“People are very different in their response to death,” Strobl said. “We experience a wide range of reactions. Some people are very accepting or matter of fact, while others won’t accept it for various reasons, including religious, financial or emotional. We are often asked that we do not put suicide on the death certificate because it will void a life insurance policy. It is hard to tell a family that we cannot ‘choose’ how to fill out a death certificate.”
In the case of murder, Strobl’s job in the legal process is to serve as the voice of the victim, explaining the often gruesome details of what happened to the victim and how he or she died. At times, it can be a complicated process, but one that gives Strobl some satisfaction when she can adequately explain to a jury.
“The M.E.’s job is to explain the cause and manner of death to the jury,” Strobl said. “That can be quite a challenge, as the jury may have no medical background and, in many cases, you are showing them things no person should be forced to see. When they nod at you and you feel you are helping them understand, that is a sense of satisfaction. If I have been clear, true to the case and unbiased, that is when I know I’ve done my job.”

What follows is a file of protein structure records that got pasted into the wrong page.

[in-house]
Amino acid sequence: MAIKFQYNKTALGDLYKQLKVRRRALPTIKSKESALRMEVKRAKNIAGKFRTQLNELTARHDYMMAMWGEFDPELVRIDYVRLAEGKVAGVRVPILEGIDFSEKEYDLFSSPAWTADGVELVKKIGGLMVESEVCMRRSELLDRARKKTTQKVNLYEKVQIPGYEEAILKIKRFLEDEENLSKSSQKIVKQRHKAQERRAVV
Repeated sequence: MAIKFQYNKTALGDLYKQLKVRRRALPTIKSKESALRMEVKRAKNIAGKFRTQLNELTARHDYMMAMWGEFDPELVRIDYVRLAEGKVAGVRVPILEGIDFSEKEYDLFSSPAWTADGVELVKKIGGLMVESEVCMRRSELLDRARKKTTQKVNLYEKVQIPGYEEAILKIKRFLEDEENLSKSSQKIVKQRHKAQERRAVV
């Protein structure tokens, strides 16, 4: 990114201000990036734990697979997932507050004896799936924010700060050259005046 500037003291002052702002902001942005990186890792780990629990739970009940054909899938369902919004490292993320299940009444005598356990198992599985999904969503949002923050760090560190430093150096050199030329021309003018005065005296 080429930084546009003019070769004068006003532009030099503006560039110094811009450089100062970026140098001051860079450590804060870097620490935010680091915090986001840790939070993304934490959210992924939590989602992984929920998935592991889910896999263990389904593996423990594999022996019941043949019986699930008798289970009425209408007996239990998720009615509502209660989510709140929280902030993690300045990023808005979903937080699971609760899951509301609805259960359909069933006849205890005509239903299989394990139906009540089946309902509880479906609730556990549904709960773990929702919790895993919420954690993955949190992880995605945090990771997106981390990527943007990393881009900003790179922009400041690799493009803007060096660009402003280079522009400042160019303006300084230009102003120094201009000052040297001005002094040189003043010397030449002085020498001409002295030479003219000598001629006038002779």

While both Kelly and Hagerty hope they don’t have a situation in which they need her experience, both agree it’s nice to have her on staff when her assistance is needed.
“I have nothing but good things to say about Dr. Strobl and the job she and her office has done for Wright County,” Kelly said. “Nobody wants to have a first-degree murder case come to them, but murders do happen. Having a forensic pathologist as skilled as Dr. Strobl on our team, it’s a valuable resource.”
“The whole thing really fits like a glove having the medical examiner’s office work with my office and the county attorney,” Hagerty said. “Dr. Quinn Strobl is second to none. We’ve really been fortunate to have her and her office involved with our public safety efforts.”